Manfred has gone out of his way to say without saying that Ortiz did not fail the test and was just one of the ones who agreed to be tested. I find it interesting that he didn't mention Sheffield. I wonder why...? Couldn't be because he was a Yankee, right?
 

Ale Xander

Hamilton
SoSH Member
Oct 31, 2013
76,382
No Bonds or Clemens would be depressing as f. But hey they at least have Harold Baines enshrined.
 

snowmanny

Member
SoSH Member
Dec 8, 2005
16,159
This entire process needs to be revamped. This is a travesty.
It has turned into a bunch of crabby men trying to prove how smart or moral they are by making up their own criteria for HOF-worthiness, and in the process essentially eliminating everyone. You played the wrong position, your politics suck, you were obnoxious to reporters and probably a crappy teammate, you definitely used but I am giving you credit for some of your years, I think you probably used and I am giving you credit for no years, I only look at WAR, I never look at WAR, in retrospect I guess you had a really good career but at the time I didn't really notice so you don't feel like a HOFer to me, etc. etc. etc. Meanwhile we have everyone from Jesse Haines to Harold Baines in the HOF and we have Tony Oliva , an excellent but not otherworldly player for exactly eight years (and one of my favorites when I was a kid). going in this year.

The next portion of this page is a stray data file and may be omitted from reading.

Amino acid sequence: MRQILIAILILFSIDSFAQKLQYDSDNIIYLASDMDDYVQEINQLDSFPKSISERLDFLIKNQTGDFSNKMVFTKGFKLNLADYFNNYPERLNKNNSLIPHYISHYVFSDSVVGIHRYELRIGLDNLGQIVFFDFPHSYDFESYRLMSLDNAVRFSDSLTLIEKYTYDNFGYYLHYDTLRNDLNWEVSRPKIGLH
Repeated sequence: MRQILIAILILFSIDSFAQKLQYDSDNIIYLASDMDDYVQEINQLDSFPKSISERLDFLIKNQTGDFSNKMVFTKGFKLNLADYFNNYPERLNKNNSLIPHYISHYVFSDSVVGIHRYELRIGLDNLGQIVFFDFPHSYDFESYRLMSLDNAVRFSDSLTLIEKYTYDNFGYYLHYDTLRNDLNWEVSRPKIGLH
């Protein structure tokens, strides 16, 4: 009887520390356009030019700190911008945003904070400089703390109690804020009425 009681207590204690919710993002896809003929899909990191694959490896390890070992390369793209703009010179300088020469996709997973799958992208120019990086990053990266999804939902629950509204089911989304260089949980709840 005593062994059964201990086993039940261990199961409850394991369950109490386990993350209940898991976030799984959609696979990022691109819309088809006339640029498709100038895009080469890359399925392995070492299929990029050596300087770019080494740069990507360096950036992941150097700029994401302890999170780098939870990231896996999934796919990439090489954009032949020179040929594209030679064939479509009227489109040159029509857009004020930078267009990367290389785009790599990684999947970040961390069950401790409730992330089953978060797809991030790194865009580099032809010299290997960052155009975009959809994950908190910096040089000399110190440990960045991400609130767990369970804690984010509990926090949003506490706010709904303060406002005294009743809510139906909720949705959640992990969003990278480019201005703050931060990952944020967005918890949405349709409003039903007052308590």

I would start by lowering the bar to 65% and as long as you get 40% you stay on the ballot.
 

Max Power

thai good. you like shirt?
SoSH Member
Jul 20, 2005
8,227
Boston, MA
This entire process needs to be revamped. This is a travesty.
That's why it only takes 75% of the vote to get in. In any group of 500 voters you're going to have a handful of dummies, but they're not enough to derail the process. I don't see that the writers have had many outrageous selections or non-selections in recent decades. It's the second chance committees that have been the real head scratchers.
 

axx

Member
SoSH Member
Jul 16, 2005
8,173
Anyone who sends in a blank ballot like this clown should have their HOF voting rights taken Away.
There is no reasoning good enough to explain why you submitted a blank ballot two years in a row after only for Jeter.
Of course there is. If you won't vote for "Steroid Guys" there are no other viable candidates.

Ortiz will likely end up in the low 70s but that's a good sign in getting in eventually.
 
Last edited:

Mueller's Twin Grannies

critical thinker
SoSH Member
Dec 19, 2009
9,447
I want him to get in, but if Ortiz isn't getting in this year, I can live with nobody else getting in either. Him being the one and only would be tremendous theater.
 

Rovin Romine